Hung Nguyen-Viet, a senior scientist in food safety and ecohealth at the International Livestock Research Institute (ILRI), was named the winner of the 2016 International Association for Ecology and Health (IAEH) Exceptional Early Career Contribution to the Field of EcoHealth Award together with Jonathan Kingsley of the University of Melbourne.

IAEH is a scholarly organization whose membership is drawn from all continents. Its mission is to strive for sustainable health of people, wildlife and ecosystems by promoting discovery, understanding and transdisciplinarity.

The award was given in recognition of Hung’s leadership, mentorship, research and writing on topics of domestic and global significance, including health, agriculture, food safety and infectious and zoonotic diseases at ILRI and at the Center for Public Health and Ecosystem Research (CENPHER), Hanoi University of Public Health.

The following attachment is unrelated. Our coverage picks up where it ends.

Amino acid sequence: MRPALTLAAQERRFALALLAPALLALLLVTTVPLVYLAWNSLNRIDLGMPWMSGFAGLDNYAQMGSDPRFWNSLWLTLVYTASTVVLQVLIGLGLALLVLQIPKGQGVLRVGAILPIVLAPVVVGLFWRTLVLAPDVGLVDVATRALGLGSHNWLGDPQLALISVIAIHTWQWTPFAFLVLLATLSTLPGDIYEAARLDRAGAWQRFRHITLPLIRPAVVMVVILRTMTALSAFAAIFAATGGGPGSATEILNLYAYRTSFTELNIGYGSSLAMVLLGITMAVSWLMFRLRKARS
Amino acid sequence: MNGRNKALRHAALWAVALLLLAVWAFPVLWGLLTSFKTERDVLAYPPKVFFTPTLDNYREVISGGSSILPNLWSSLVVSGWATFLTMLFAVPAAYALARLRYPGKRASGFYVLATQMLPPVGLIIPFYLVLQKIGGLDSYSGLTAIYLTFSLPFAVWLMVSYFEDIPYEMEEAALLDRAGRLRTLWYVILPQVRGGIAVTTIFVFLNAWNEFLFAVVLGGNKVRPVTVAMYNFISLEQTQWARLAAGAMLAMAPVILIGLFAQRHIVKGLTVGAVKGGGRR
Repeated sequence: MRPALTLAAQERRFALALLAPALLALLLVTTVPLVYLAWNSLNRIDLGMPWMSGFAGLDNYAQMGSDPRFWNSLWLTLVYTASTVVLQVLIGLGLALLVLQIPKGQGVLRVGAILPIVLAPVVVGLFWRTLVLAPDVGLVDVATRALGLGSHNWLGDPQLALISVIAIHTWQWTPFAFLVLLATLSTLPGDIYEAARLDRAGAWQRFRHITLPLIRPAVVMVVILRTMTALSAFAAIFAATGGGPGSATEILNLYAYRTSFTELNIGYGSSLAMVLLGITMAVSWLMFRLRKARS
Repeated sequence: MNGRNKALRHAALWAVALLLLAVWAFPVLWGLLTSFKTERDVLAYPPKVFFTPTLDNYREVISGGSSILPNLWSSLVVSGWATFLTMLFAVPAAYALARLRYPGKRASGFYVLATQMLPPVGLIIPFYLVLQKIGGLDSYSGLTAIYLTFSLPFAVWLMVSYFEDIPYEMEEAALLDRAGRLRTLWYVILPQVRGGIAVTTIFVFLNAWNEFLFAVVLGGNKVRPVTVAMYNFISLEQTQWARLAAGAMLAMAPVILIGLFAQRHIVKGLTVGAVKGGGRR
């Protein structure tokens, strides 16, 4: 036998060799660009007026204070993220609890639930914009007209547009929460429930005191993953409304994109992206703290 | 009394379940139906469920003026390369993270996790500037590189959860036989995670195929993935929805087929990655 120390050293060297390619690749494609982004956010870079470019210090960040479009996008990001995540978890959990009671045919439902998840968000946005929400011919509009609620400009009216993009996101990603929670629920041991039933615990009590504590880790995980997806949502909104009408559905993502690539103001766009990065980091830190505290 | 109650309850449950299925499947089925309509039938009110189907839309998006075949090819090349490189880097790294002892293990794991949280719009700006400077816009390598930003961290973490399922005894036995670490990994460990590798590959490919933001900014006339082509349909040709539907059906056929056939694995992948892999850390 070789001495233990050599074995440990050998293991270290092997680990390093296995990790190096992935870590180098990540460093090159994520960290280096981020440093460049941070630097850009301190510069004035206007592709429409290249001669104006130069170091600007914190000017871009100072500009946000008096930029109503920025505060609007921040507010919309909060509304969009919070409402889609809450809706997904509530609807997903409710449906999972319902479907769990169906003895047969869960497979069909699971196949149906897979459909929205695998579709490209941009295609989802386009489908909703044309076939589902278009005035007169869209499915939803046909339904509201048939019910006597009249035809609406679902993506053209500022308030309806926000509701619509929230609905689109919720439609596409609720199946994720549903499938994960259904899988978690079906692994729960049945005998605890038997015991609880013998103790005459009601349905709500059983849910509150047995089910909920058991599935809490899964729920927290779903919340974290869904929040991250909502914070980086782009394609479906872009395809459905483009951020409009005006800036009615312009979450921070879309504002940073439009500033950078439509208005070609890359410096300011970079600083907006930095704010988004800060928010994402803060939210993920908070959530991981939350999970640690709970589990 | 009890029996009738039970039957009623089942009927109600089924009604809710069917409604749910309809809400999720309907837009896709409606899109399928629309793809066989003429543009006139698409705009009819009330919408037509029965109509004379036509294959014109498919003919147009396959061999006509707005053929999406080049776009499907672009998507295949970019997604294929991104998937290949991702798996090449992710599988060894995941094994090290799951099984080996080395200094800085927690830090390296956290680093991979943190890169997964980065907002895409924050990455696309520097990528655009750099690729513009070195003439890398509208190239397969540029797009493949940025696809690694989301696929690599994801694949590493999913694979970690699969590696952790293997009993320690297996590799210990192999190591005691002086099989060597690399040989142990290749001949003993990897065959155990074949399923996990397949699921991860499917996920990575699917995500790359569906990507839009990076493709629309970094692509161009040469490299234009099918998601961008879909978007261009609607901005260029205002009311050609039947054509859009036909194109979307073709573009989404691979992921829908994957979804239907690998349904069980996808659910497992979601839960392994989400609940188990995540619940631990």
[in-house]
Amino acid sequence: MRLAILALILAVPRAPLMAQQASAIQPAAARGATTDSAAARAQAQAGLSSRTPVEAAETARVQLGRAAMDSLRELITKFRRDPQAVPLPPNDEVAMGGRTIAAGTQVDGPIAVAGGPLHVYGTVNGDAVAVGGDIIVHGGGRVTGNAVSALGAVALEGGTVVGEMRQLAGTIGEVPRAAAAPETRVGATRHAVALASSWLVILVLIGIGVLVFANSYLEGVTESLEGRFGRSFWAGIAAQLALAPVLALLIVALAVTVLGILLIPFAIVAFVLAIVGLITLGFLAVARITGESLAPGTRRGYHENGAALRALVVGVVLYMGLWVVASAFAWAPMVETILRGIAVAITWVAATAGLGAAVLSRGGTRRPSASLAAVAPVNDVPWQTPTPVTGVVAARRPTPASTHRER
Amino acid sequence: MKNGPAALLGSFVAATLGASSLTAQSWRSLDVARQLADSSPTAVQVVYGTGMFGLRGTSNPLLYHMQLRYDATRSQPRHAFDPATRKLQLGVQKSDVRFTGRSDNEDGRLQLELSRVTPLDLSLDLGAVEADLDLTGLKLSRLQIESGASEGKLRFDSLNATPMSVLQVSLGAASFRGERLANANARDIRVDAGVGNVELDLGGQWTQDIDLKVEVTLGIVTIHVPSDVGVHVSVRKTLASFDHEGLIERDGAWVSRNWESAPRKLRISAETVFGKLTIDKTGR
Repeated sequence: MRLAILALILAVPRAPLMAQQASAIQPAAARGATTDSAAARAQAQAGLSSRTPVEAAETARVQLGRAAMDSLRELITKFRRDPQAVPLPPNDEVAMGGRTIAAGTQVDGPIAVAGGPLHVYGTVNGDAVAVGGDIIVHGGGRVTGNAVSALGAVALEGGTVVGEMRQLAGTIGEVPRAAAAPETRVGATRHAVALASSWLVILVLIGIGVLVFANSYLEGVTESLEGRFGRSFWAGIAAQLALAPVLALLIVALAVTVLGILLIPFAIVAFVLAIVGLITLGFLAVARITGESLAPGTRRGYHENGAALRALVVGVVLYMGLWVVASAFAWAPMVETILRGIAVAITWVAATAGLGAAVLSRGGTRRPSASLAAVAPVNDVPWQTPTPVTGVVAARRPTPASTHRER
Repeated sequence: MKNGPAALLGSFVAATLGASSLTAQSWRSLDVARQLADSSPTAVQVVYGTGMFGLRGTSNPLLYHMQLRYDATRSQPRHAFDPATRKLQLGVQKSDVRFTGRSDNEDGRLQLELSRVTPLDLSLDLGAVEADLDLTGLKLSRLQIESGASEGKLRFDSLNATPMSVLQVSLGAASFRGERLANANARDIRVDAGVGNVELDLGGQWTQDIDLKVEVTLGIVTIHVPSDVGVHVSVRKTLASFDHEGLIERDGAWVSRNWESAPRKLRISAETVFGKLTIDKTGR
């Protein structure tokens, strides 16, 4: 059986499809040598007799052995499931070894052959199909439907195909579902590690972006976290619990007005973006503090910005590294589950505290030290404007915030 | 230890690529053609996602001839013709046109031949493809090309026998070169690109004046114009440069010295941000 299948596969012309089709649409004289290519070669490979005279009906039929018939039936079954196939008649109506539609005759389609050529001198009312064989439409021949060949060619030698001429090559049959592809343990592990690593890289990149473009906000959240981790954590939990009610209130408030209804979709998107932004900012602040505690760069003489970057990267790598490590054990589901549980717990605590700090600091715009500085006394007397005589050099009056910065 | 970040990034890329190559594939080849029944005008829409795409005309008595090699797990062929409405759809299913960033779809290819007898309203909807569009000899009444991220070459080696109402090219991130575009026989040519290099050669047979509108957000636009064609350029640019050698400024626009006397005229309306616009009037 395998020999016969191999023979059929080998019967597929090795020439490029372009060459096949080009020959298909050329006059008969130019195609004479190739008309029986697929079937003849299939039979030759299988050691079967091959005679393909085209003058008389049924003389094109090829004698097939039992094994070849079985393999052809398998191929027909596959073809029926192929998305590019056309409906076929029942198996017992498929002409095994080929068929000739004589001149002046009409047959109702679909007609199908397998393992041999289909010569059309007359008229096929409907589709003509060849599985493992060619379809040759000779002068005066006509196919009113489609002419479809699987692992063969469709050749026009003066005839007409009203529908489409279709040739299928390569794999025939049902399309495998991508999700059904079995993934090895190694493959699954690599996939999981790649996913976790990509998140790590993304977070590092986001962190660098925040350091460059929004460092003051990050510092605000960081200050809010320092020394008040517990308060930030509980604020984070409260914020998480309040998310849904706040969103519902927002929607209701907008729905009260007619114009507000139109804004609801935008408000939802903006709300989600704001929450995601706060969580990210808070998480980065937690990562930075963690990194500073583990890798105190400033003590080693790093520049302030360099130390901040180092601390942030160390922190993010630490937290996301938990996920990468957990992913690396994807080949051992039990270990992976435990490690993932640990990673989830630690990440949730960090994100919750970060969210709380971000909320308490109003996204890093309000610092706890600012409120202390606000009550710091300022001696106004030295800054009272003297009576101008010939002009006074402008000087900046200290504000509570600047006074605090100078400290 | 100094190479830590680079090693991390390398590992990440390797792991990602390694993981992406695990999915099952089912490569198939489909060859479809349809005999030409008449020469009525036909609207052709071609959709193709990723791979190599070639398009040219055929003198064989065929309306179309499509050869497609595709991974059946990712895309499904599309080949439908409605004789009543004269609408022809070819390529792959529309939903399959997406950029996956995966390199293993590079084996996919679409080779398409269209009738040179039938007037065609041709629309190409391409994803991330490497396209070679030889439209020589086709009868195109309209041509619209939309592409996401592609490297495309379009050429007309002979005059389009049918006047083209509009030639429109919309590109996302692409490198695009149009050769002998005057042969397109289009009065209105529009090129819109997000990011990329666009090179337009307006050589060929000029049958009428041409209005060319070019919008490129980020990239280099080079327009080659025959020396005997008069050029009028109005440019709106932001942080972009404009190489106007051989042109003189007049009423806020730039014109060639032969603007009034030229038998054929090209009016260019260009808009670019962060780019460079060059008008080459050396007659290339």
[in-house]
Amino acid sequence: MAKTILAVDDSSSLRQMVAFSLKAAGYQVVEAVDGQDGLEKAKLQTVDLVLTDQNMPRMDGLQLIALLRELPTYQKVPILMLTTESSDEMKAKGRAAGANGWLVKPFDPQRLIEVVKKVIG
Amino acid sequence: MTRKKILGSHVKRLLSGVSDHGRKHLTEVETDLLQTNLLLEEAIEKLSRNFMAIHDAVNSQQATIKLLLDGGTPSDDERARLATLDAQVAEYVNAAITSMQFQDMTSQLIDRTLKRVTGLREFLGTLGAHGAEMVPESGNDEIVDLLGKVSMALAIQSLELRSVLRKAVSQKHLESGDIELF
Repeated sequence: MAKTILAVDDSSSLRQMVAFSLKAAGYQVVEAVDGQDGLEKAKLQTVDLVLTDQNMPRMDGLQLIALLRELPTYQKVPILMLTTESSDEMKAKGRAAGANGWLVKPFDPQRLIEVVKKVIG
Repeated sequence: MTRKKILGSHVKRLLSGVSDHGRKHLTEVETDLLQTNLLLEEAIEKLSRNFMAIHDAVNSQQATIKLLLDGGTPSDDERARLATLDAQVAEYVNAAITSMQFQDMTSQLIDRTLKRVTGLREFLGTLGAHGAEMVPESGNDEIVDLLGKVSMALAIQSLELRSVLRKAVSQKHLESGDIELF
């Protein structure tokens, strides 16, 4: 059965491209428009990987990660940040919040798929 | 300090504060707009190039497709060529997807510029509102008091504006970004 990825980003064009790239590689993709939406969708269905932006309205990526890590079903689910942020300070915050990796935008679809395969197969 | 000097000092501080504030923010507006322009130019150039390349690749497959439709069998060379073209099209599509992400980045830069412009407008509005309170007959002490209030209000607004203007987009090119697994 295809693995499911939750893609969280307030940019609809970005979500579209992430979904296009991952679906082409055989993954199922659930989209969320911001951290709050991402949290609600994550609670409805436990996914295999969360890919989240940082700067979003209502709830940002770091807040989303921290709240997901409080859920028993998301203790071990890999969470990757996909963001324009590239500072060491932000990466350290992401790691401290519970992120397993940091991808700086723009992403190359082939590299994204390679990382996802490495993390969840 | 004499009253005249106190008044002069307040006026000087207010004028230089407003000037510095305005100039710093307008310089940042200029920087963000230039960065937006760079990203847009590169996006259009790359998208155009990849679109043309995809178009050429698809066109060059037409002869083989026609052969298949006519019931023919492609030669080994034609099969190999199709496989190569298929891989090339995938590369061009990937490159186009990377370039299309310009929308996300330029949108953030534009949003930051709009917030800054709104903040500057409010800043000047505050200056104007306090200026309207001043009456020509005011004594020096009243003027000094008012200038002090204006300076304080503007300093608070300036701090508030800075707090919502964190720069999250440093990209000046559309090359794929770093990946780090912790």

Hung received the award at the closing ceremony of the 4th International One Health Congress and 6th IAEH Biennial Congress held in Melbourne, Australia on 3–7 December 2016.

“I strongly believe that ecohealth and One Health are good approaches to address complex health and environmental problems,” said Hung in his acceptance speech.

“Let us all work together and advance ecohealth,” he urged his colleagues.

Hung is a Vietnamese national and holds a PhD in Life and Environmental Sciences from Besançon, France. He co-founded and led CENPHER where he has been coordinating a regional program called Ecohealth Field Building Leadership Initiative in Southeast Asia from 2012 to 2016. In addition to his research role at ILRI, he is the institute’s acting regional representative for East and Southeast Asia based in Hanoi. He is also an honorary professor at Hanoi University of Public Health.